Urban Resilience 2: Coastal and River Management, Vulnerability and Sustainability
October 20-23, 2019 at IIT Madras in Chennai
Continuing discussions from 2017 on the influence of climate change on flooding at rivers and coastal areas Indian and German researchers met for the round table Urban Resilience 2. 15 German scientists from Geoverbund ABC/J, under lead of RWTH Aachen University, met a again delegation of Indian researchers at IIT Madras to continue discussions on the influence of climate change on flooding at rivers and coastal areas. Many Indian scientists from different parts of the country were invited, e.g. from IIT Madras, IIT Kharagpur in Golgata; Anna University in Chennai, NIOT & NCCR in Chennai, and Annamalai University in Tamil Nadu.
The presentations covered many highly relevant topics, such as the establishment of the coastal flood forecasting system for Chennai ‘CFLOWS’ after the devastating floods of 2015 and coastal vulnerability and socio-economic effects in large cities after extreme events. This was also discussed in light of distribution patterns and toxicity of various pollutants, e.g. pesticides from agricultural areas in river catchments and coastal areas after flooding events. Other presentations covered the following topics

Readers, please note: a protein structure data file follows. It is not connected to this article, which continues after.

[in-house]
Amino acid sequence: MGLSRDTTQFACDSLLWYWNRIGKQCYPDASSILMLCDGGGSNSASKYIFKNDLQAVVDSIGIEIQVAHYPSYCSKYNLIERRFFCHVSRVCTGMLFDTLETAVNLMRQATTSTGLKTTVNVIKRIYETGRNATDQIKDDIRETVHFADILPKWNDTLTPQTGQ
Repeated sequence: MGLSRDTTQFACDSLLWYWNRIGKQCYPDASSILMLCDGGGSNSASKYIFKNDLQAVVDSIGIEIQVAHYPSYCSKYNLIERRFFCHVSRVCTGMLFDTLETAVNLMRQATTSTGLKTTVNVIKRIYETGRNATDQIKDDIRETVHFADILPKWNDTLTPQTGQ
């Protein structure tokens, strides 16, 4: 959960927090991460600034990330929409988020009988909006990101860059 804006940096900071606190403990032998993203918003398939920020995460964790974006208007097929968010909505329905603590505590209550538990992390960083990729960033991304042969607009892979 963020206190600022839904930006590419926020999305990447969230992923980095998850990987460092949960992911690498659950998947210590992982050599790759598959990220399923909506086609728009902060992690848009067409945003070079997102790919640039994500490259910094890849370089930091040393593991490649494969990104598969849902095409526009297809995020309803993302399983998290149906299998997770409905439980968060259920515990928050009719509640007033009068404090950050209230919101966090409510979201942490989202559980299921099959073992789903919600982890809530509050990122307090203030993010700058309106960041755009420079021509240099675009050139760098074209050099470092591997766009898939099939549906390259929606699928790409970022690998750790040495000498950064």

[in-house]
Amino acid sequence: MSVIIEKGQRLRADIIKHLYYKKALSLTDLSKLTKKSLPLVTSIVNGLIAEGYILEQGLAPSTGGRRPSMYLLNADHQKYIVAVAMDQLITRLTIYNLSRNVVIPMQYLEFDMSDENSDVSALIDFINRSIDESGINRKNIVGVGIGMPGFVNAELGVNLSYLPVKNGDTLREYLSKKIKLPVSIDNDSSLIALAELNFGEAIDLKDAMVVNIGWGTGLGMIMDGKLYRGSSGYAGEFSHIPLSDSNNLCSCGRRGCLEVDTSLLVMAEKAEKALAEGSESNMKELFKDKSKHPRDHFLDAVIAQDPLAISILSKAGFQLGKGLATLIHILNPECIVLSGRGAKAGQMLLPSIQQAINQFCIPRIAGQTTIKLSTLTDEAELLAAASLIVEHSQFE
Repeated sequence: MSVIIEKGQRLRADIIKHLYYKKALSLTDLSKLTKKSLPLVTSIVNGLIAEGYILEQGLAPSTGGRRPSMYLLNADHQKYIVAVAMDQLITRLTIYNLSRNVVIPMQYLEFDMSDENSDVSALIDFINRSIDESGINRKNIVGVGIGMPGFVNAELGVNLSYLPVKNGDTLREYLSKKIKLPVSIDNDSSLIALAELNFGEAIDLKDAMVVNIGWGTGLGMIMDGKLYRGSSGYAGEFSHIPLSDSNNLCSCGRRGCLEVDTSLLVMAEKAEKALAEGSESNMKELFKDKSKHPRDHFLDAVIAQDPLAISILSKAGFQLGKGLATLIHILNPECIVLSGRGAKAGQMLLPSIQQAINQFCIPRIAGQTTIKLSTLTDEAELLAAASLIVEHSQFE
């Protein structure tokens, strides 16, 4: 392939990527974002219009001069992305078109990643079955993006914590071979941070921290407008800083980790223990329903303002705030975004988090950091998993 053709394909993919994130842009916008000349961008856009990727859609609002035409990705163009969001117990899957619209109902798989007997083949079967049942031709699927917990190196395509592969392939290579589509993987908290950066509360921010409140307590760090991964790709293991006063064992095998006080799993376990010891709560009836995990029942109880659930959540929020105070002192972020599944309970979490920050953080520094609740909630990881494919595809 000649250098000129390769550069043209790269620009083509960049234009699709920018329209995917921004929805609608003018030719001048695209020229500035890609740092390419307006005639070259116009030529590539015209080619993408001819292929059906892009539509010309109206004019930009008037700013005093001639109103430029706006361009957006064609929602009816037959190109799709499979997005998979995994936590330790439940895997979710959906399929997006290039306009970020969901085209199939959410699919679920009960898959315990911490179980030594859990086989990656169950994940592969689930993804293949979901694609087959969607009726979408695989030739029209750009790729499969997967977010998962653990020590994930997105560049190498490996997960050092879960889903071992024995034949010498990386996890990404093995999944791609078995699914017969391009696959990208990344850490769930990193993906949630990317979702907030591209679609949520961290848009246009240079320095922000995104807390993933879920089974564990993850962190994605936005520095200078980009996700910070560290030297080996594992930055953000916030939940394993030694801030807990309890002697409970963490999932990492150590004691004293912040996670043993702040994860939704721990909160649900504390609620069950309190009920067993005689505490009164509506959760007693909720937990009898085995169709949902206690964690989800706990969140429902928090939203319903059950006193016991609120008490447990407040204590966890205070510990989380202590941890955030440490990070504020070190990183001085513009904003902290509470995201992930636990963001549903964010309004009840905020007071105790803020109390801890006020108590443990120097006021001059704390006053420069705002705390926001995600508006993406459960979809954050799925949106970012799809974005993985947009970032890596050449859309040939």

- Urban and Coastal Resilience
- Climate Change and Coastal/Riverine Flood Hazards
- Bio- and Ecohazards
- Social and Environmental Impacts, Adaption and Governance and its Dynamics
In October 2017, IGCS started a discussion on Urban Resilience on coastal and river floods or extreme events affecting megacities and settlements in coastal low lands. More than 1.5 billion people are currently living within 100 km of the coastal zones of the Earth, especially in tropical and subtropical regions. And the number is still growing, due to economic and social attractiveness as large-scale urbanization and mega-city development within the coastal zone is expected to be more rapid than in other areas in the near future.
Almost all future scenarios of climate change and sea level rise point to a higher frequency of extreme weather and climate events in near future, and that this will reveal significant vulnerability and exposure of coastal cities to the current climate variability. Climate change also affects monsoonal patterns, which seem to cause an intensification of the seasonal rainfall that fortifies inundation/floodings/droughts in India regularly during the last years (e.g. 2015 Chennai, 2018 Kochi).
Besides the Indian coast is prone to tsunamis, as the Makran subduction zone may cause earthquakes and tsunamis affecting the Indian west coast, as e.g. in 1945. In 2004, the east coast has been affected by the Sumatra tsunami inducing landfall in the Tamil Nadu coast. Besides the primary destructive effects, the widespread contamination of coastal areas due to the pulsed transport of immense pollutant loads during the floodings may seriously affect the coastal ecosystems. This clearly affects increasing population and urbanization in particular along coastlines and urban or even critical infrastructure, as a consequence adaptation, decision analysis and governance of manifold administrational levels.
At the roundtable, many new collaborations for prospective research projects between Indian and German researchers evolved.
IIT Madras, Chennai, India
October 20 – 22 2019 (until October 25 incl. excursion to Pichavaran )